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Treasury yields fell across the board Monday, with the 10-year rate declining to its lowest yield in about three weeks, as investors monitored China’s reopening and awaited remarks this week by Federal Reserve Chair Jerome Powell and a round of U.S. inflation data.Price action
The yield on the 2-year Treasury note
fell 6.3 basis points to 4.197% at 3 p.m. Eastern. Yields and debt prices move opposite each other.

The yield on the 10-year Treasury note
dropped 5.4 basis points to 3.516%.

The 30-year Treasury bond
yielded 3.65%, down 4.2 basis points.

Yields on the 2- and 10-year notes saw their lowest close, based on 3 p.m. levels, since Dec. 16, according to Dow Jones Market Data, while the 30-year bond yield was the lowest since Dec. 19.

Market drivers Treasurys continued a rally, dragging down yields. It was sparked last week by a sharp drop in the Institute for Supply Management’s services index into territory that signals a contraction in activity, underlining fears the economy is sliding toward recession.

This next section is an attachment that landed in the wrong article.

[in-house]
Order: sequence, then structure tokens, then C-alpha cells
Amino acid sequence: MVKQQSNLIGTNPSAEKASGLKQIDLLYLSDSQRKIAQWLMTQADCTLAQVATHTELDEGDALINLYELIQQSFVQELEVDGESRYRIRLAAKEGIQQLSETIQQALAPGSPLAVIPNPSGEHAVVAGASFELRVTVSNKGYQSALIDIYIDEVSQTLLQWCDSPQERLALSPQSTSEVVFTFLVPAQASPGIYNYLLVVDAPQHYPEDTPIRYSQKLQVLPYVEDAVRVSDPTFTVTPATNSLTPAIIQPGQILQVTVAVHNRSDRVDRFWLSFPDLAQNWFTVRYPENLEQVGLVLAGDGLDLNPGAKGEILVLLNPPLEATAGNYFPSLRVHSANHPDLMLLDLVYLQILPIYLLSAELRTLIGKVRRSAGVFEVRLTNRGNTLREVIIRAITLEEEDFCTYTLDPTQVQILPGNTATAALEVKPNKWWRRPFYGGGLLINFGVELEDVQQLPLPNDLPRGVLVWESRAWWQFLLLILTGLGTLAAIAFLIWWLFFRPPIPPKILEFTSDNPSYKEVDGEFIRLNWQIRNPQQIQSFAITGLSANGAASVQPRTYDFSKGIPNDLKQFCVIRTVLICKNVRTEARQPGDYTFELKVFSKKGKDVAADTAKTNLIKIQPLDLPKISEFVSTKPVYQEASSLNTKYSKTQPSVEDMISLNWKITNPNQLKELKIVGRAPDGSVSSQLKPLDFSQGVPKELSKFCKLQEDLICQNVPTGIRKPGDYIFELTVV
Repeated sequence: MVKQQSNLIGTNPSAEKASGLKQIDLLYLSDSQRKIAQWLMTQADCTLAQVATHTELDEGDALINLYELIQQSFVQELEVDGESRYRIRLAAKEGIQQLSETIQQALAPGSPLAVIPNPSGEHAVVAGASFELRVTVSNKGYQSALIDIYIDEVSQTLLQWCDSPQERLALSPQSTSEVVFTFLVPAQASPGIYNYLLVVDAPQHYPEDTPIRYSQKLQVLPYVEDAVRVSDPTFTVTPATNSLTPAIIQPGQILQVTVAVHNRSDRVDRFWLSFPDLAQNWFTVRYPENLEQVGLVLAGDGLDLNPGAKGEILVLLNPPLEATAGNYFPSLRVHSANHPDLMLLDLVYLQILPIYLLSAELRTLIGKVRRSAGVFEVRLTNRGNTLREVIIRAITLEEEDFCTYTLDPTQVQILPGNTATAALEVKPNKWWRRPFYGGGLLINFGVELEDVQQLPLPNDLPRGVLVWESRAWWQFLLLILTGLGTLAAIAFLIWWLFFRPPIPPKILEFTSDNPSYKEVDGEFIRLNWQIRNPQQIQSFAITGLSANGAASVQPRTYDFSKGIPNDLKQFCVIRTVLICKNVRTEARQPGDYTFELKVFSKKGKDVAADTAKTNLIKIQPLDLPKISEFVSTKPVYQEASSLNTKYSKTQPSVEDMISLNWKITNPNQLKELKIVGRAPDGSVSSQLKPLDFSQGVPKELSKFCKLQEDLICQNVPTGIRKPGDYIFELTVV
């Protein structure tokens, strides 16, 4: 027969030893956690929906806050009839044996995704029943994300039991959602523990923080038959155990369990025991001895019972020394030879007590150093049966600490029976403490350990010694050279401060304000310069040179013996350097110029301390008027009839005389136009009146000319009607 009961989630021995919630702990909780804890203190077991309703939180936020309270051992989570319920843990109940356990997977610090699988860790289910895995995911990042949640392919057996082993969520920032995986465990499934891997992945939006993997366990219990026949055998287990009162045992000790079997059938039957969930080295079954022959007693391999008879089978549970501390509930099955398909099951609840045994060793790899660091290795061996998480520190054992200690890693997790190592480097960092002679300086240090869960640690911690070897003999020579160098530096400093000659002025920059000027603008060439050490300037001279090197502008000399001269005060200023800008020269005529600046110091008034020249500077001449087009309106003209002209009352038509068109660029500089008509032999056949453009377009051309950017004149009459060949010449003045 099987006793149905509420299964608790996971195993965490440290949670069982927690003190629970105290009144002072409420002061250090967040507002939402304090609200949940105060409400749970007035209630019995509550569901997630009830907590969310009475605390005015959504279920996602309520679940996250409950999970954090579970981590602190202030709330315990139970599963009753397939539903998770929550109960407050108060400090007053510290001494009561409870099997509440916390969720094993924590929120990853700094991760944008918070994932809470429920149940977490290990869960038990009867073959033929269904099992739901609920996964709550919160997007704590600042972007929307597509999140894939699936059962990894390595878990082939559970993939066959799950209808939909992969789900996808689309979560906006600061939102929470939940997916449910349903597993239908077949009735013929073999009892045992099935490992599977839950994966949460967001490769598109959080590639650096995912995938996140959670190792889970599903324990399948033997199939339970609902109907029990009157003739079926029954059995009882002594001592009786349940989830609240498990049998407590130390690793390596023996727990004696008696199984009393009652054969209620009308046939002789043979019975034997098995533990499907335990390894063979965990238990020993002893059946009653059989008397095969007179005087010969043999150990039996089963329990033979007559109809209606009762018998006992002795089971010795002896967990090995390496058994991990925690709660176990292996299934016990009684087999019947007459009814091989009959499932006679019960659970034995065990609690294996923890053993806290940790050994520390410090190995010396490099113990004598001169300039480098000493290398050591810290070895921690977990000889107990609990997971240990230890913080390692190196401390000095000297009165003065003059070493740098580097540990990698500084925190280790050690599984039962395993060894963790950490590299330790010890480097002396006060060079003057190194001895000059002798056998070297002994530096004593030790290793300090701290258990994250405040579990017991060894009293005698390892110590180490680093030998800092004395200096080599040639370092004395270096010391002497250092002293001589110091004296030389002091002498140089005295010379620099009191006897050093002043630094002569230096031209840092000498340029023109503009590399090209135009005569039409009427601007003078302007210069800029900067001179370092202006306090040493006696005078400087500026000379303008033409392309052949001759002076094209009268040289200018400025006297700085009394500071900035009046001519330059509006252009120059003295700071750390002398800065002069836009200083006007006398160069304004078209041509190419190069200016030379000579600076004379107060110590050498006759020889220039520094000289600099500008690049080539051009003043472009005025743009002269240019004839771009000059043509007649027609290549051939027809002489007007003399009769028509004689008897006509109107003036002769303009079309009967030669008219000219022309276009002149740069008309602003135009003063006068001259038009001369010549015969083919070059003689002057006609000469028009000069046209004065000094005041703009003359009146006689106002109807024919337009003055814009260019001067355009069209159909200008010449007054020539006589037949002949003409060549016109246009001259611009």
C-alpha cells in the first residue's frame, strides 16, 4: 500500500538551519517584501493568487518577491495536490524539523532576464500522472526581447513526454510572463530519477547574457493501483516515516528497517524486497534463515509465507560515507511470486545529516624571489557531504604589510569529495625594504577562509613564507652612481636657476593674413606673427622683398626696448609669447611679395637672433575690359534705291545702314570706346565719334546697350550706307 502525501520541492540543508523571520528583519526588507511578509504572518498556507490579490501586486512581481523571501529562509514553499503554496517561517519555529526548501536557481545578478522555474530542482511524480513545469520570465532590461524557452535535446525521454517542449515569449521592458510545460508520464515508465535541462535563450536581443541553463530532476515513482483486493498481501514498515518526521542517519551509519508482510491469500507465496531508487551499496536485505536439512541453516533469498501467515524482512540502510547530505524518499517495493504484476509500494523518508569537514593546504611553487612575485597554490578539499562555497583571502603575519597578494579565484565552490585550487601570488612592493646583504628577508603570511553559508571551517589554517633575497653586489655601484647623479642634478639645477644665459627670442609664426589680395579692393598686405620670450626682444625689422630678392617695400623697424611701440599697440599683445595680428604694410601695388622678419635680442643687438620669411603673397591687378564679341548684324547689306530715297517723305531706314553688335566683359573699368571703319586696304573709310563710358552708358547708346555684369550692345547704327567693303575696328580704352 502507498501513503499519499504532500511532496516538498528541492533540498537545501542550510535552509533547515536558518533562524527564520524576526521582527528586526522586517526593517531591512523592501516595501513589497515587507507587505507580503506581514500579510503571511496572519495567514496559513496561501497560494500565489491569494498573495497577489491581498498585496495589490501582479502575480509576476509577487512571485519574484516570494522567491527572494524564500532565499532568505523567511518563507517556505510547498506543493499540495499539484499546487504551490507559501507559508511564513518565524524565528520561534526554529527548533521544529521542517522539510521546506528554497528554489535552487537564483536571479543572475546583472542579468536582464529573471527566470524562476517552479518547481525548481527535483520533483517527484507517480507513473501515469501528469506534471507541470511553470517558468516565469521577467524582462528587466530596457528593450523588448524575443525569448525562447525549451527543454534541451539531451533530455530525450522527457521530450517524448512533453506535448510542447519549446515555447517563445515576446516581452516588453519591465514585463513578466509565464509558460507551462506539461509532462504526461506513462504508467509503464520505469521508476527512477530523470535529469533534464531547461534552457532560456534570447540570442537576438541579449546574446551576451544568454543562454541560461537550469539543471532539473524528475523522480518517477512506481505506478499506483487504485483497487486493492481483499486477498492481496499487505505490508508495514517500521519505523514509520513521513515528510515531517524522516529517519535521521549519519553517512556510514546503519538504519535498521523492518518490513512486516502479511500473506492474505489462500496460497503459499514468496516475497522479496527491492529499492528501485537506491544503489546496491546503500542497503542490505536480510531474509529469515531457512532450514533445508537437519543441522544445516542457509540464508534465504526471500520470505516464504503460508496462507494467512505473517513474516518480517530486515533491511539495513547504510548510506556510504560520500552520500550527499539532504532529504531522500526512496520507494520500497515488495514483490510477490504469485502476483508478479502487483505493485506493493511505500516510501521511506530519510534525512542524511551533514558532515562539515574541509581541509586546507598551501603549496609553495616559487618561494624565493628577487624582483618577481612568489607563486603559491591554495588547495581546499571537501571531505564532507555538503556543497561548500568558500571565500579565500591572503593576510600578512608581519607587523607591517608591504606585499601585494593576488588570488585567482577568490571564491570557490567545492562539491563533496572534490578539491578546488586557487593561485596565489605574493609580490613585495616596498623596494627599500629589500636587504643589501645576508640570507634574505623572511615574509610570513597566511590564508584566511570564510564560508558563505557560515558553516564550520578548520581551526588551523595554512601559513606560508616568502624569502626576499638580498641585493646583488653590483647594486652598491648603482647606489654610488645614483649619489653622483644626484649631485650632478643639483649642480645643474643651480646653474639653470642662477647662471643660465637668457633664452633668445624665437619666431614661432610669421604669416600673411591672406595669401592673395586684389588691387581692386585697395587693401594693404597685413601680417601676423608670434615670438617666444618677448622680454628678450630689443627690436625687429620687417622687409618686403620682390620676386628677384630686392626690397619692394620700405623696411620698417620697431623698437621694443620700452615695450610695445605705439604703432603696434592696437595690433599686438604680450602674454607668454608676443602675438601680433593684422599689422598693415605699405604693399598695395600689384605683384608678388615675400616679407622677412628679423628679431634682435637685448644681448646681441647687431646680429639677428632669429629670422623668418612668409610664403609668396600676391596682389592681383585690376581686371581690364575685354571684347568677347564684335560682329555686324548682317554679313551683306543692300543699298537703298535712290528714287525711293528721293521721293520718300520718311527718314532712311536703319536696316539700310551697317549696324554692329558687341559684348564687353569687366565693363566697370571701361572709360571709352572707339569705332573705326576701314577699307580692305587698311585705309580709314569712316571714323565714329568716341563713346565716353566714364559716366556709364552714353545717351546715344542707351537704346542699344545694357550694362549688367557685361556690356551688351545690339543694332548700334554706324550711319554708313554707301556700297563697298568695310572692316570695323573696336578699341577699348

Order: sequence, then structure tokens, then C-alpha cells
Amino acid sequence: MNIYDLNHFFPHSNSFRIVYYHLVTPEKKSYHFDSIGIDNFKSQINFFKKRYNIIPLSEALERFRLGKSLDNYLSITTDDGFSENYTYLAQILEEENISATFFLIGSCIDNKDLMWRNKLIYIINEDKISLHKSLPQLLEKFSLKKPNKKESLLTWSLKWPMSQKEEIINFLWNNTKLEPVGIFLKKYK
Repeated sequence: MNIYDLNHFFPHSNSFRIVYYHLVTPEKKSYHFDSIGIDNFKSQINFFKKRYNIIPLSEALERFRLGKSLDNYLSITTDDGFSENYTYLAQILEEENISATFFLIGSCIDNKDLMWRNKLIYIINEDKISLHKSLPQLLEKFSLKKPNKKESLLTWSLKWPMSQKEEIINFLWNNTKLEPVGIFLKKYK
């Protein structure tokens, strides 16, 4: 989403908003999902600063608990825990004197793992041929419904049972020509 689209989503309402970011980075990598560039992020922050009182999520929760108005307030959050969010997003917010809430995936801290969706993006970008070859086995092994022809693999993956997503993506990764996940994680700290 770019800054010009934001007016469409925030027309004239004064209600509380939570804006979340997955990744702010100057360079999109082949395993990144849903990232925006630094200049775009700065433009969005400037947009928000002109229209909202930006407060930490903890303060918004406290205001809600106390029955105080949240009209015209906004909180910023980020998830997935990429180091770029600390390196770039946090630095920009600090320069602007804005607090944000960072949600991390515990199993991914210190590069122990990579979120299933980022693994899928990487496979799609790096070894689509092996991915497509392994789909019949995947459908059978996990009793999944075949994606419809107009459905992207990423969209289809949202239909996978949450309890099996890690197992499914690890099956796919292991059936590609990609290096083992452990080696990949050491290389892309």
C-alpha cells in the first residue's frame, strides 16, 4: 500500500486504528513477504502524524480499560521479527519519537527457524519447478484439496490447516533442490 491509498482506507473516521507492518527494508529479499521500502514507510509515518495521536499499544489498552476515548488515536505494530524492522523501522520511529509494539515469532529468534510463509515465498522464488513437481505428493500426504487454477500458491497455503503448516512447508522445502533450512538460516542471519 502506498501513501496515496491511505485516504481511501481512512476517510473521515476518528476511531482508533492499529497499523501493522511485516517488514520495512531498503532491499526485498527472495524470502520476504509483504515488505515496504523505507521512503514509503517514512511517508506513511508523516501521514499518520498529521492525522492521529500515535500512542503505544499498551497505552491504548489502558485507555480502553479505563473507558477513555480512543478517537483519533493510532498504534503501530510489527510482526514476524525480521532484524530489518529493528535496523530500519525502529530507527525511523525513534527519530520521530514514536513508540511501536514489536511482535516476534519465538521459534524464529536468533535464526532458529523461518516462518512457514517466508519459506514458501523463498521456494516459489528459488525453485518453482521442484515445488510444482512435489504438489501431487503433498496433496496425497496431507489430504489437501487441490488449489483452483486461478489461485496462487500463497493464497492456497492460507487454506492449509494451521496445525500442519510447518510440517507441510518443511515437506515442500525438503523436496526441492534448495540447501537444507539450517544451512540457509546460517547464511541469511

Jobs data on Friday showing that wage growth slowed in December boosted expectations the Federal Reserve will slow the pace of rate increases in 2023. Yields remained under pressure, despite remarks by San Francisco Fed President Mary Daly, who said she expects the central bank to boost interest rates above 5% to get inflation down. “I think something above 5 is absolutely, in my judgment, going to be likely,” Daly said during a streamed interview with The Wall Street Journal. Atlanta Fed President Raphael Bostic on Monday reiterated his expectation for rates to rise above 5%, according to news reports. The New York Fed on Monday said its December Survey of Consumer Expectations showed consumers see inflation running at a 5% rate a year from now. That’s down from 5.2% in the prior month, and is at the lowest level since July 2021. Meanwhile, China’s reopening from strict COVID-19 restrictions fueled a rally in oil prices. Fed Chair Jerome Powell is due to speak Tuesday, while the December consumer-price index reading is due on Thursday. What analysts say “Treasuries rallied on Monday despite this week’s looming auctions. The bid was partially a carryover from Friday’s disappointing ISM and wage data. The NY Fed’s inflation gauge revealed consumers have lowered their 1-year outlook to 5.0% from 5.2% while leaving the 3-year outlook for consumer prices unchanged at 3.0% — incrementally constructive, but nothing particularly dramatic,” wrote Ian Lyngen and Benjamin Jeffery, rates strategists at BMO Capital Markets, in a note. .

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